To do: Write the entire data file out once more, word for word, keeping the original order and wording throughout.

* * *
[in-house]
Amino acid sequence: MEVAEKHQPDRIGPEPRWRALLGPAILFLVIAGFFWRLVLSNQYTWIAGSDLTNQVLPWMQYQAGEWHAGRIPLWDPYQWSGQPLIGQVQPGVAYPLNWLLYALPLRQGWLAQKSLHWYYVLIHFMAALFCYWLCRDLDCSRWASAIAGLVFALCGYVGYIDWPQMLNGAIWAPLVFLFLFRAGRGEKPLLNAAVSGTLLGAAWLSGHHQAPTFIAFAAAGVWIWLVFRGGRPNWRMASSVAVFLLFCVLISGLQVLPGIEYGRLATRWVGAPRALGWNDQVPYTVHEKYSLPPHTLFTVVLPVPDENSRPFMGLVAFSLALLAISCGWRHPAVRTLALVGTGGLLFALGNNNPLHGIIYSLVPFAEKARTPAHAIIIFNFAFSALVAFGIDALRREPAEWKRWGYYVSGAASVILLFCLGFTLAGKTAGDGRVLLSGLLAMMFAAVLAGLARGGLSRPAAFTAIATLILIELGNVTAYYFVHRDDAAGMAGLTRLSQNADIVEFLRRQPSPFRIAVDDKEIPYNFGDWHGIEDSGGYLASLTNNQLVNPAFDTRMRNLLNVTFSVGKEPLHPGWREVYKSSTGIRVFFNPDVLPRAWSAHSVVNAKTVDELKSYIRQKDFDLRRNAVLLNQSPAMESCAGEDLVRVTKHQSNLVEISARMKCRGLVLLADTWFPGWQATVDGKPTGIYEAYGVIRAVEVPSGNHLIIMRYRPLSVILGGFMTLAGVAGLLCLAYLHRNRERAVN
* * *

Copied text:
[in-house]
Amino acid sequence: MEVAEKHQPDRIGPEPRWRALLGPAILFLVIAGFFWRLVLSNQYTWIAGSDLTNQVLPWMQYQAGEWHAGRIPLWDPYQWSGQPLIGQVQPGVAYPLNWLLYALPLRQGWLAQKSLHWYYVLIHFMAALFCYWLCRDLDCSRWASAIAGLVFALCGYVGYIDWPQMLNGAIWAPLVFLFLFRAGRGEKPLLNAAVSGTLLGAAWLSGHHQAPTFIAFAAAGVWIWLVFRGGRPNWRMASSVAVFLLFCVLISGLQVLPGIEYGRLATRWVGAPRALGWNDQVPYTVHEKYSLPPHTLFTVVLPVPDENSRPFMGLVAFSLALLAISCGWRHPAVRTLALVGTGGLLFALGNNNPLHGIIYSLVPFAEKARTPAHAIIIFNFAFSALVAFGIDALRREPAEWKRWGYYVSGAASVILLFCLGFTLAGKTAGDGRVLLSGLLAMMFAAVLAGLARGGLSRPAAFTAIATLILIELGNVTAYYFVHRDDAAGMAGLTRLSQNADIVEFLRRQPSPFRIAVDDKEIPYNFGDWHGIEDSGGYLASLTNNQLVNPAFDTRMRNLLNVTFSVGKEPLHPGWREVYKSSTGIRVFFNPDVLPRAWSAHSVVNAKTVDELKSYIRQKDFDLRRNAVLLNQSPAMESCAGEDLVRVTKHQSNLVEISARMKCRGLVLLADTWFPGWQATVDGKPTGIYEAYGVIRAVEVPSGNHLIIMRYRPLSVILGGFMTLAGVAGLLCLAYLHRNRERAVN